The association argued that under the board’s proposal on health insurance, many teachers would experience a decrease in overall compensation — for some Searsport teachers, the association claimed it could mean additional costs of $1,000.

The panel suggested eliminating a cash-in-lieu-of-insurance payment, and also determined that it is more equitable to have all participants pay the same share for the benefit regardless of whether they opt for an employee-only plan or one that covers a whole family.

To that end, the panel recommended that the district cover 80 percent of the insurance bill for the 2011-2012 year, with employees paying 20 percent. For 2012-2013, the employee’s share would increase to 22 percent (while the district’s share would drop to 78 percent), and in 2013-2014, the cost to staff would rise to 24 percent (with the district’s share dropping to 76 percent).

In its report, the panel explained that many employers in both the private and public sectors are seeing big increases in the cost of health insurance, and that “both employers and employees share the responsibility for doing what they can to keep these costs down and to share in cost increases.”

Pelletier disagreed with his fellow panel members on this issue as well, noting in his minority report that having a cash-in-lieu of insurance option in place could save the district thousands of dollars.

Pelletier argued that if all 28 of the teachers who indicated they would have taken advantage of the benefit instead chose to take advantage of single-coverage insurance, the cost to the district would be about $5,855 per person. The cash-in-lieu-of-coverage option would save the board $4,355 per individual, stated Pelletier. Those who would be entitled to family plans through the district but opt to get insurance through other sources and take the cash-in-lieu-of-coverage benefit could save the district upwards of $13,600 per person, he claimed.

Pelletier also weighed in on the health insurance cost sharing portion of the report, arguing that the panel “did not give enough credence to exhibits supplied by both the association… and the board.”

Pelletier noted that both sides compared the district to other Maine school units in terms of how much teachers pay versus the cost to their employers, and that the board’s analysis showed neighboring districts paying about 95 percent for individual coverage and 80 percent for dependent coverage. The districts that the association compared RSU 20 to provided teachers, on average, 93 percent coverage for individuals and 80 percent for dependent coverage.

“The association’s proposal falls well within the range of schools the board chose to compare itself to as far as health insurance splits,” Pelletier wrote.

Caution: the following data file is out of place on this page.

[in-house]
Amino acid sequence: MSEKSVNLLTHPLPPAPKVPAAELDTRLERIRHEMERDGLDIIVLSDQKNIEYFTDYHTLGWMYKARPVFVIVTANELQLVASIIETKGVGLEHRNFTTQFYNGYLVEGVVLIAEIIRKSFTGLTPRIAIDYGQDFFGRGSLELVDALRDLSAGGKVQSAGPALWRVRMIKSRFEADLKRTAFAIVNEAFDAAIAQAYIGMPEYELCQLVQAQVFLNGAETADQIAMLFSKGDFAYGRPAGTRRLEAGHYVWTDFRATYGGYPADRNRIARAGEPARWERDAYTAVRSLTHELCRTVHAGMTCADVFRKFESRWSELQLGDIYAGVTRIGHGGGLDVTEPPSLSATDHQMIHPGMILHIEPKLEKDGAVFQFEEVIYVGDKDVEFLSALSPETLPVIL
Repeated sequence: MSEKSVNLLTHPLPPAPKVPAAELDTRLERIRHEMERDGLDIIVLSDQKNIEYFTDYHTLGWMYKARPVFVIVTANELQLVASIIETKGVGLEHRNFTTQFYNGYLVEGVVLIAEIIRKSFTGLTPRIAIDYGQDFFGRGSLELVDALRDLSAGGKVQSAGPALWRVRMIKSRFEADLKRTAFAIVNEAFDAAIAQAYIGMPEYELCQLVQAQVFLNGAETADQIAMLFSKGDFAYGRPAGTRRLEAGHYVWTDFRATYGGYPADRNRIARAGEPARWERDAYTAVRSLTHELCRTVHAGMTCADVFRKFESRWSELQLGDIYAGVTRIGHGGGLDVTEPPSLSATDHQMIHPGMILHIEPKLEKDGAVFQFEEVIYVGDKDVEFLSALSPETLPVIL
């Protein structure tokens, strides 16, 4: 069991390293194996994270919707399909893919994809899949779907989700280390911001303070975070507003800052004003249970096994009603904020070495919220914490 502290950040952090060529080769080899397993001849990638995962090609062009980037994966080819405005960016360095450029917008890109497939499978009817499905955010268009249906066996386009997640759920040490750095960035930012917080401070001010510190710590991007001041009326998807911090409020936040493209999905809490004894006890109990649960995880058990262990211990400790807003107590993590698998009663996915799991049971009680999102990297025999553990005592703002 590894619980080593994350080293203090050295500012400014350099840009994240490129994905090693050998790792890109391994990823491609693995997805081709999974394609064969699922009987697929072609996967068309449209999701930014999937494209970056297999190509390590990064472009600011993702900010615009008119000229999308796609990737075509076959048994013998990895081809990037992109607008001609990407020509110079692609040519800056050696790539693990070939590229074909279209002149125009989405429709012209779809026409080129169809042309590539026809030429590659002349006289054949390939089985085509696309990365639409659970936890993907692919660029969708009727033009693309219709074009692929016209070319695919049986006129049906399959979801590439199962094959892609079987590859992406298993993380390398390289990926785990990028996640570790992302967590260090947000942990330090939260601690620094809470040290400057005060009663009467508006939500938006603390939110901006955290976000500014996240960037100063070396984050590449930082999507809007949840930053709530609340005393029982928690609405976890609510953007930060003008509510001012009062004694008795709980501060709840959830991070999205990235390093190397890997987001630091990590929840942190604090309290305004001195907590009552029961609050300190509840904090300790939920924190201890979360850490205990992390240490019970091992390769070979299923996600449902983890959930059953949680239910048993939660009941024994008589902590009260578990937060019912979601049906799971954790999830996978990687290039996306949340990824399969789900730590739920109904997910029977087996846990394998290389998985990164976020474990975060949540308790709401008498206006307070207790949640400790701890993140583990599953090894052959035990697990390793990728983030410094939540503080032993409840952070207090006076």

The next steps

After the fact-finding report was released, RSU 20 Superintendent Bruce Mailloux said the panel suggested that concessions be made on both sides of the table, and that the board accepted the panel’s recommendations in the interest of getting the contracts settled.

In the meantime, Mailloux said negotiations can and likely will continue. If the contract issues still cannot be resolved, Mailloux said the next step is arbitration. In that phase, an arbitrator listens to both sides and issues a binding ruling on all matters except salary and benefits. For those areas of the contract, Mailloux said, the arbitrator would offer a non-binding recommendation.

If both sides are still unable to agree on the salary and benefits, Mailloux said the board can issue what’s known as a “last best offer” on the entire salary and benefits package, and the board can go so far as to impose that on the teaching staff.

Even if that occurs, Mailloux said, negotiations must continue in an effort to reach an agreement that all parties can live with.

In the association’s response, Brown expressed concern that the district may have difficulty attracting and keeping quality teachers “if salary and benefits of teachers fall behind.” She added, for example, that while the board’s proposal on health insurance cost splits would drop the district below the state average, the association’s recommendation mirrors what most districts are doing across the state.

Although the association holds the position that its post fact-finding proposal meets the goals that were established by both of the parties involved, Brown stated, the union is willing to consider other ways of meeting those goals.

Overall, however, the association feels that the board’s willingness to accept the fact-finders’ majority report, and the board’s proposal “largely mirroring the report” do not meet those goals “and simply aren’t equitable or fair on an individual basis.”

“The association believes the fact-finding process should be used as intended, to generate further negotiations between the parties and to meet a mutual resolution,” wrote Brown. “The issue here is equity and fairness for all, two concepts taught in classrooms district wide. The association wants the parties to reach an equitable and fair resolution for all demonstrating these ideals and modeling the behavior in practice.”